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Knowing where black-grass patches are throughout the field is the first step in understanding the extent of the problem and how best to tackle it. Mapping black-grass stricken fields before seed shed means you can take control before the problem gets worse.

Here are six reasons black-grass mapping is important:

You’ll identify the worst-hit spots

This means control can be prioritised, leading to more targeted herbicide applications and reducing overall costs. Mapping will identify problem patches throughout the field so that they can be located during periods when they are harder to spot, for example when weeds are young and susceptible to selective herbicides

You’ll have a benchmark to measure against in the future

Mapping will give you a point of comparison for future populations, so you can keep tabs on your progress with black-grass control. Knowing where you are having success and identifying where control might be slipping is the key to building a control programme that works year-in, year-out.

You’ll learn about more than just black-grass

Black-grass prefers heavier soils with high water retention, and the presence of the weed can indicate underlying problems with drainage and soil structure. Comparing black-grass with other types of maps will help identify problems that need solving. Typically, improving drainage and targeted cultivation to remove compaction will help with black-grass control.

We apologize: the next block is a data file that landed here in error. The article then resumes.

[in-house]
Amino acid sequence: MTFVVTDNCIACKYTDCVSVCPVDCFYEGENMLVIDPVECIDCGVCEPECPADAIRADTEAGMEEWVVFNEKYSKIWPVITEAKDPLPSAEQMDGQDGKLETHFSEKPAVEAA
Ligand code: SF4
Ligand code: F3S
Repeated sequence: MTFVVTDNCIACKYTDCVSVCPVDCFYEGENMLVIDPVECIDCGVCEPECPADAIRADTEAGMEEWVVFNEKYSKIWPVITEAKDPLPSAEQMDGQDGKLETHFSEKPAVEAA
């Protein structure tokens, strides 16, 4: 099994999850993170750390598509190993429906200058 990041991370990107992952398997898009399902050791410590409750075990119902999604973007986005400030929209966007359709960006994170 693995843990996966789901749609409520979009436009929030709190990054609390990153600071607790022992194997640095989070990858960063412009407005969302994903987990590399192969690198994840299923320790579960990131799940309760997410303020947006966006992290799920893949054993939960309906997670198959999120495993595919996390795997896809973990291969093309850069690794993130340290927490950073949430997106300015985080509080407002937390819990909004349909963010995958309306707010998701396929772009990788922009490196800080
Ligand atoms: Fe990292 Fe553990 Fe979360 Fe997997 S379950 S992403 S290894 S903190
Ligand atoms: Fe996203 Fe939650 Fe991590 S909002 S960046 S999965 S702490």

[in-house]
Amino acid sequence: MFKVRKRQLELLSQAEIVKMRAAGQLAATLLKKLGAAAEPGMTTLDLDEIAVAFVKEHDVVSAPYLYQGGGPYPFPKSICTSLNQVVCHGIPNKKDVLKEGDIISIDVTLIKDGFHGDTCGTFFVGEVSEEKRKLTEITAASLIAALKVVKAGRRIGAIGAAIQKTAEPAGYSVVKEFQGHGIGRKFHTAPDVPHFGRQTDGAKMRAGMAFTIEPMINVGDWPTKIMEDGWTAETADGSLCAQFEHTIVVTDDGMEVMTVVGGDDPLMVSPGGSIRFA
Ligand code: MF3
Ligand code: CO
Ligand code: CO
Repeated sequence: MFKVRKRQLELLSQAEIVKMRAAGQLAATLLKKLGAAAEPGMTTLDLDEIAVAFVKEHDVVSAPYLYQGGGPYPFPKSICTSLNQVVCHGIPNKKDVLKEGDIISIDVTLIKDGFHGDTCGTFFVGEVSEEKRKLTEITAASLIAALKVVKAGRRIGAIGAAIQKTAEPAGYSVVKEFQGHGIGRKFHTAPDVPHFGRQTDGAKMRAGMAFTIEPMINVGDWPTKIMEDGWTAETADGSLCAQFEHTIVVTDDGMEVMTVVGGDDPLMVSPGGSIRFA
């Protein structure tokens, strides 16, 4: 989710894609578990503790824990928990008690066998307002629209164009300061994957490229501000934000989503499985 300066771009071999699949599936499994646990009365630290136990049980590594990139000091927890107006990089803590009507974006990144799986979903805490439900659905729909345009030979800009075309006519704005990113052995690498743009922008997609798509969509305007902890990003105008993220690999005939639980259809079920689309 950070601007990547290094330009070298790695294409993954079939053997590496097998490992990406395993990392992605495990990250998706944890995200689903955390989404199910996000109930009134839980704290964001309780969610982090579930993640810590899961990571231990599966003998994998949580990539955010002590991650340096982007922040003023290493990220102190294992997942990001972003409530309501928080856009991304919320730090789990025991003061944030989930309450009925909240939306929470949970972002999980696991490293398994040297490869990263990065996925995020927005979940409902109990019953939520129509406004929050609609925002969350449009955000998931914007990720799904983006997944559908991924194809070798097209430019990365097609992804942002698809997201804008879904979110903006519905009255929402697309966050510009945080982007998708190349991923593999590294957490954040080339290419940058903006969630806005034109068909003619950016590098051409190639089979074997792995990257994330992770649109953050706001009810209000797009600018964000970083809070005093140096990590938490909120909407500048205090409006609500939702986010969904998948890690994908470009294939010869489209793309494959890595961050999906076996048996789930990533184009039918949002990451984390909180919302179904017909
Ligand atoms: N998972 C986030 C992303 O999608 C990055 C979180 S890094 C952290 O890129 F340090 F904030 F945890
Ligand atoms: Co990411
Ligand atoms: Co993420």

You’ll be able to better target your cultural control efforts

Cultural control methods can be targeted to mapped spots, such as deciding where to prioritise stale seed beds, and where an increased seed rate can be applied for better competition during drilling, particularly in heavy soils.

You’ll discover how you’re helping black-grass spread

Black-grass seed is often spread through contaminated harvest machinery or balers. Mapping can help you understand how it moves around and plan accordingly. For example, the worst hit fields should be cultivated last to discourage seed travel, and all kit should be cleaned between fields.

You’ll find out whether your control programme is working

Mapping helps to identify if pre- and post-emergence herbicide treatments have been successful, and whether resistance to certain herbicides may be developing. This can alert you to revise your control programme and consider carrying out a resistance test on surviving weed seeds. It will also identify areas in which glyphosate can be applied to any surviving black-grass patches before seed shed.

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Black-grass

For more information on how to reduce black-grass on your farm

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